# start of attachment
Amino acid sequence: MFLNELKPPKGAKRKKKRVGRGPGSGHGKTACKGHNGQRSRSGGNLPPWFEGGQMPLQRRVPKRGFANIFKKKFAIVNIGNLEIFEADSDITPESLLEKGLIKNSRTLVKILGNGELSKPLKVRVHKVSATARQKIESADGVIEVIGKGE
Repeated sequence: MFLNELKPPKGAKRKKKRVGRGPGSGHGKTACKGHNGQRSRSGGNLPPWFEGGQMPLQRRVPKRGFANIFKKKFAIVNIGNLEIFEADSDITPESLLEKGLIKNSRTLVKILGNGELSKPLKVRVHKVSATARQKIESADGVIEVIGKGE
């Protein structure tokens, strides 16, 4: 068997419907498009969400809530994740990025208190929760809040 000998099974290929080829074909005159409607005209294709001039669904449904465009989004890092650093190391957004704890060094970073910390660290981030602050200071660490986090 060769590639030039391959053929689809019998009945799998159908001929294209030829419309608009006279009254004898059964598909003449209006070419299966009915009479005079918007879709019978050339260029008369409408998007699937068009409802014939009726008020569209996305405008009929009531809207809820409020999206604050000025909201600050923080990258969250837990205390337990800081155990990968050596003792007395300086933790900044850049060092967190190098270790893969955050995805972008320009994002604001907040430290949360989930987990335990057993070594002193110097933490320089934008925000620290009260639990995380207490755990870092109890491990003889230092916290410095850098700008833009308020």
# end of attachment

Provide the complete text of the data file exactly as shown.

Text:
Amino acid sequence: MFLNELKPPKGAKRKKKRVGRGPGSGHGKTACKGHNGQRSRSGGNLPPWFEGGQMPLQRRVPKRGFANIFKKKFAIVNIGNLEIFEADSDITPESLLEKGLIKNSRTLVKILGNGELSKPLKVRVHKVSATARQKIESADGVIEVIGKGE
Repeated sequence: MFLNELKPPKGAKRKKKRVGRGPGSGHGKTACKGHNGQRSRSGGNLPPWFEGGQMPLQRRVPKRGFANIFKKKFAIVNIGNLEIFEADSDITPESLLEKGLIKNSRTLVKILGNGELSKPLKVRVHKVSATARQKIESADGVIEVIGKGE
């Protein structure tokens, strides 16, 4: 068997419907498009969400809530994740990025208190929760809040 000998099974290929080829074909005159409607005209294709001039669904449904465009989004890092650093190391957004704890060094970073910390660290981030602050200071660490986090 060769590639030039391959053929689809019998009945799998159908001929294209030829419309608009006279009254004898059964598909003449209006070419299966009915009479005079918007879709019978050339260029008369409408998007699937068009409802014939009726008020569209996305405008009929009531809207809820409020999206604050000025909201600050923080990258969250837990205390337990800081155990990968050596003792007395300086933790900044850049060092967190190098270790893969955050995805972008320009994002604001907040430290949360989930987990335990057993070594002193110097933490320089934008925000620290009260639990995380207490755990870092109890491990003889230092916290410095850098700008833009308020």